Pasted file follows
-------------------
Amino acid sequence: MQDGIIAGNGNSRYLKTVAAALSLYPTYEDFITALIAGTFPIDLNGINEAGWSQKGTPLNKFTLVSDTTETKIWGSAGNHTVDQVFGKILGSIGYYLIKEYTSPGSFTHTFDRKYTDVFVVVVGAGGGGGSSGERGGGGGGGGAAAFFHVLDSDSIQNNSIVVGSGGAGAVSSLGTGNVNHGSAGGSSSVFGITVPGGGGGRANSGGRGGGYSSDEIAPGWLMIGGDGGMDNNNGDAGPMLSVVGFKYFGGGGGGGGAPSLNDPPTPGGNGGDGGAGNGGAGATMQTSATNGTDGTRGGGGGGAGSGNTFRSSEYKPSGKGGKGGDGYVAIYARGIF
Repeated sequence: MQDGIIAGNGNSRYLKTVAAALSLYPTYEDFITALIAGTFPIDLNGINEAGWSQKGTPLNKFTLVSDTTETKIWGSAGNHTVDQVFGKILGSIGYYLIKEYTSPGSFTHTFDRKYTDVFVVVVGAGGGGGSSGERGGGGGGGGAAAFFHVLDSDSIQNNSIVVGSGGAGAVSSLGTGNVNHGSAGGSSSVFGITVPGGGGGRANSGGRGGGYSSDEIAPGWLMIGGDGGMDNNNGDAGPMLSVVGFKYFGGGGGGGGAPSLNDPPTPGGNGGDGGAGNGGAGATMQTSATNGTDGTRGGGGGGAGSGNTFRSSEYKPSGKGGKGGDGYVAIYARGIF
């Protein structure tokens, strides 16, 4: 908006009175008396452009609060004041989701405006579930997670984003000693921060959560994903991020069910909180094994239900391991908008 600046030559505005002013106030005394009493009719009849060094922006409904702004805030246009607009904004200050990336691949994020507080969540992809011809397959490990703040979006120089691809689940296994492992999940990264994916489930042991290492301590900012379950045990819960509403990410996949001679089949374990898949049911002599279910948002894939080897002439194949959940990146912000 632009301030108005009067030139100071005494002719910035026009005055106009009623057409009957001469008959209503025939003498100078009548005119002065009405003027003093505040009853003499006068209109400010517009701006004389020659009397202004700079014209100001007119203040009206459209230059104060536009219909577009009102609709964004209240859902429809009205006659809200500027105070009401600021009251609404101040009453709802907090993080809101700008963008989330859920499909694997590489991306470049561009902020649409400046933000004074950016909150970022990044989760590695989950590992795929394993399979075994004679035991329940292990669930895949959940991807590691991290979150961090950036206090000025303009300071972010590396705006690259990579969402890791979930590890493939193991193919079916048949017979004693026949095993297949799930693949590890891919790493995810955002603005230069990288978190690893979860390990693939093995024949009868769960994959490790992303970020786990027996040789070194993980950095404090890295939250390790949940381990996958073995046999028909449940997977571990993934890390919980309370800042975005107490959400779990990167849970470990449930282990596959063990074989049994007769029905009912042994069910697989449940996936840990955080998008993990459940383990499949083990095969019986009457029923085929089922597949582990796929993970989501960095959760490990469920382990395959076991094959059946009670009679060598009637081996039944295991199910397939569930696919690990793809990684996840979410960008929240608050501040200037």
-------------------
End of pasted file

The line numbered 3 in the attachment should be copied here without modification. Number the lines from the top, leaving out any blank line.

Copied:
């Protein structure tokens, strides 16, 4: 908006009175008396452009609060004041989701405006579930997670984003000693921060959560994903991020069910909180094994239900391991908008 600046030559505005002013106030005394009493009719009849060094922006409904702004805030246009607009904004200050990336691949994020507080969540992809011809397959490990703040979006120089691809689940296994492992999940990264994916489930042991290492301590900012379950045990819960509403990410996949001679089949374990898949049911002599279910948002894939080897002439194949959940990146912000 632009301030108005009067030139100071005494002719910035026009005055106009009623057409009957001469008959209503025939003498100078009548005119002065009405003027003093505040009853003499006068209109400010517009701006004389020659009397202004700079014209100001007119203040009206459209230059104060536009219909577009009102609709964004209240859902429809009205006659809200500027105070009401600021009251609404101040009453709802907090993080809101700008963008989330859920499909694997590489991306470049561009902020649409400046933000004074950016909150970022990044989760590695989950590992795929394993399979075994004679035991329940292990669930895949959940991807590691991290979150961090950036206090000025303009300071972010590396705006690259990579969402890791979930590890493939193991193919079916048949017979004693026949095993297949799930693949590890891919790493995810955002603005230069990288978190690893979860390990693939093995024949009868769960994959490790992303970020786990027996040789070194993980950095404090890295939250390790949940381990996958073995046999028909449940997977571990993934890390919980309370800042975005107490959400779990990167849970470990449930282990596959063990074989049994007769029905009912042994069910697989449940996936840990955080998008993990459940383990499949083990095969019986009457029923085929089922597949582990796929993970989501960095959760490990469920382990395959076991094959059946009670009679060598009637081996039944295991199910397939569930696919690990793809990684996840979410960008929240608050501040200037």